Piedmont Triad International Airport (PTIA) is trying to make flyers aware of an increasingly disturbing occurrence at the airport.
PTIA officials are explaining some of the most common scams that passengers need to know about – and they’re also offering advice as to how not to fall prey to one of these schemes.
Many people don’t realize that the airport has its own police force, but it does, and, according to those officers, over the past few years, they’ve seen more and more people taken in by airport-based scams.
Here’s one common scam – called the “Romance Scam” – which has worked on some PTIA flyers.
“This scam typically begins online,” the description states, “where the victim meets the scammer on a dating website. From there, the relationship progresses until the scammer proposes to catch a flight so the couple can meet. It is at this point that the scammer asks the victim to send money for a ticket. When the victim arrives at the airport to pick up the supposed love interest, the scammer is nowhere to be found. The victim has lost the money sent to the scammer, and the scammer disappears from the victim’s life. Scammers often use false names and photos to prevent identification by law enforcement.”
Airport police don’t want to see any more heartbroken lovers waiting sadly at a PTIA terminal for their one true love when they are actually waiting for Godot.
Another scam PTIA police have seen involves someone claiming that an individual’s loved one “is being held in jail at the airport.”
The perpetrator has usually done some background research – using social media, etc. – regarding the person who’s supposedly being held. The scammer will contact friends and family and ask for bail money.
One thing that will help you not be taken in by this scam is knowing that, while PTIA does indeed have a police force, it does not have a jail, and it doesn’t lock people up on the premises.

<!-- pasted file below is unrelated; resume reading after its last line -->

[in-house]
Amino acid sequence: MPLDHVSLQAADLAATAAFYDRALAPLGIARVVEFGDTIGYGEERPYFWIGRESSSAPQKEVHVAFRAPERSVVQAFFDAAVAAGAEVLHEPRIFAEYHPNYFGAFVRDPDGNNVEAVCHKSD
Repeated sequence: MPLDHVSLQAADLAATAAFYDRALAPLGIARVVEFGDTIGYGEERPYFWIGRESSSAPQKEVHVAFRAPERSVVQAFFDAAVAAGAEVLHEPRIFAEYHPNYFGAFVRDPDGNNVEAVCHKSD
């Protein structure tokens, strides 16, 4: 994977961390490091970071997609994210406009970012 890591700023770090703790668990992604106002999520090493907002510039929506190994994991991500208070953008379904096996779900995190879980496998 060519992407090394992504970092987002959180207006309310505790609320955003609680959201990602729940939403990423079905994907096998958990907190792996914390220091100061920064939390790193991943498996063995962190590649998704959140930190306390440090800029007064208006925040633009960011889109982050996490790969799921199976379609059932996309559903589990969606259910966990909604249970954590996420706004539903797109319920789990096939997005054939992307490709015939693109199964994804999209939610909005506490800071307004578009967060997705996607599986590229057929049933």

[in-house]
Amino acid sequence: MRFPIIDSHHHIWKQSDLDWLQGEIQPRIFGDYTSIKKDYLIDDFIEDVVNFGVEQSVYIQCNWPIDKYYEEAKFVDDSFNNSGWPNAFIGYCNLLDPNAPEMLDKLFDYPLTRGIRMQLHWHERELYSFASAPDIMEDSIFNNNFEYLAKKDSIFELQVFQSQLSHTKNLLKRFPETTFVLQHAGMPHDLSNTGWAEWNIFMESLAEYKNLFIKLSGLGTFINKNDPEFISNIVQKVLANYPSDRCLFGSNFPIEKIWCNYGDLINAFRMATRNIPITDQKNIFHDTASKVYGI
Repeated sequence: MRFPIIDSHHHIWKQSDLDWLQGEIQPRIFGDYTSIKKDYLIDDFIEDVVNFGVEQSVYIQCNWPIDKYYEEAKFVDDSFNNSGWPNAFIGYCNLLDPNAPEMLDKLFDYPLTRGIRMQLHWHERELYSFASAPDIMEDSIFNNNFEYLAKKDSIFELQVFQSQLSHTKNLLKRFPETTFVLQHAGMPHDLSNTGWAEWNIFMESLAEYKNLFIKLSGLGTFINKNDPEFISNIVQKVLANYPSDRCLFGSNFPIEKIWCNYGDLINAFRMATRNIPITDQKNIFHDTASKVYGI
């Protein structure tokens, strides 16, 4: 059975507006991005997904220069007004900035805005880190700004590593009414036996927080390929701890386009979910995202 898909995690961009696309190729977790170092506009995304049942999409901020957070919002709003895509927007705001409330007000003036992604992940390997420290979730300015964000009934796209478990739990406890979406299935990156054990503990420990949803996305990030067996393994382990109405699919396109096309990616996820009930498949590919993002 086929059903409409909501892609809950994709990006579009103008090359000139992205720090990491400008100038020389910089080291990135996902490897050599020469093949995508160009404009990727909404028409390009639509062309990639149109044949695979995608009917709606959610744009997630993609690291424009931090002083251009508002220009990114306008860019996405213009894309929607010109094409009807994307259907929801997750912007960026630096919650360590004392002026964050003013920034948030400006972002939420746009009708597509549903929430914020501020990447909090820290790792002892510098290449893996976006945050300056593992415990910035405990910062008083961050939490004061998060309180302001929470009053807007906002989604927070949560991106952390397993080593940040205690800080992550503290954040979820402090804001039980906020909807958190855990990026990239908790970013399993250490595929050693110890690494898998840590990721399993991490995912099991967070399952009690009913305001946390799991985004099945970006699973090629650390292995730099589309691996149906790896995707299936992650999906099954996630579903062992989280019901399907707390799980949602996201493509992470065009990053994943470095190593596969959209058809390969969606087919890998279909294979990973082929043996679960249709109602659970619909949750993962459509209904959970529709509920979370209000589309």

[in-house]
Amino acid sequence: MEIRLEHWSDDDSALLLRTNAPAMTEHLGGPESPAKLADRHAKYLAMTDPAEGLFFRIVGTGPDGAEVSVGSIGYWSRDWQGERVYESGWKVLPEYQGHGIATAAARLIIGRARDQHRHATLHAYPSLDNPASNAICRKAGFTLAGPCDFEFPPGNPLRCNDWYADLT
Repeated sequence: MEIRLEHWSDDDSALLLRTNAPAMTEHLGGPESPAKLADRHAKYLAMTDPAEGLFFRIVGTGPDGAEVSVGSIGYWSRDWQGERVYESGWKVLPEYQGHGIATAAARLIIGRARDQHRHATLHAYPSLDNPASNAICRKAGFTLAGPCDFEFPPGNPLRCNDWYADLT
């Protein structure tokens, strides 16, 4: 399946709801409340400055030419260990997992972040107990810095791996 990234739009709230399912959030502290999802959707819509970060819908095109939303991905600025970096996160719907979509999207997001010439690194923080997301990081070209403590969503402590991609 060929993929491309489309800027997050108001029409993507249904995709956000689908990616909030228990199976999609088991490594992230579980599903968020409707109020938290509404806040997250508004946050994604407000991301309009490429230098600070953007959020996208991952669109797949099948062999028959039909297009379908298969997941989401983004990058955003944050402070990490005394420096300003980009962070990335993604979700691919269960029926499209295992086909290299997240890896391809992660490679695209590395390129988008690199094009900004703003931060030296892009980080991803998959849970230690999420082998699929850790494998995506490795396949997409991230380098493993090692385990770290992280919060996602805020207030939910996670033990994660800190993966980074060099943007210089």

Airport officials say there are lots of clues to be on the lookout for. Romance scammers, for instance, may pose as “a member of the military, or as a successful engineer or fashion model.”
Also, the perpetrators tend to go after older adults.
Female scammers may pose as a mother with a sick child to play on people’s desire to help others in need.
If you’re not sure whether something at the airport is on the up and up, you can call the airport police at 336-665-5642.
Here is PTIA’s list of tips on how to avoid scams:
- Never transfer money to somebody that you haven’t met in person.
- Don’t assume that anyone you meet online is who they say they are or has the job they say they do.
- Be suspicious if someone you meet on the internet has any of the “scammer characteristics” described above.
- Don’t open or respond to emails from individuals or companies that you don’t know.
- Be especially suspicious of online dating sites, which are increasingly being used to instigate scams.
- Remember that PTIA doesn’t have a jail, and the airport police don’t hold people at the terminal.
- If you’re ever a victim of a scam, report the crime to the police or the airport police.
We are all born ignorant, but one has to work hard to remain stupid.
Right! You saved me the trouble of offering an endless blurb about the stoopidity of some people. You can fix ignernze, but not stoopid.
Get out and vote tomorrow special elections in Charlotte District 9. Vote for Bishop
But it was on the internet. It must be true!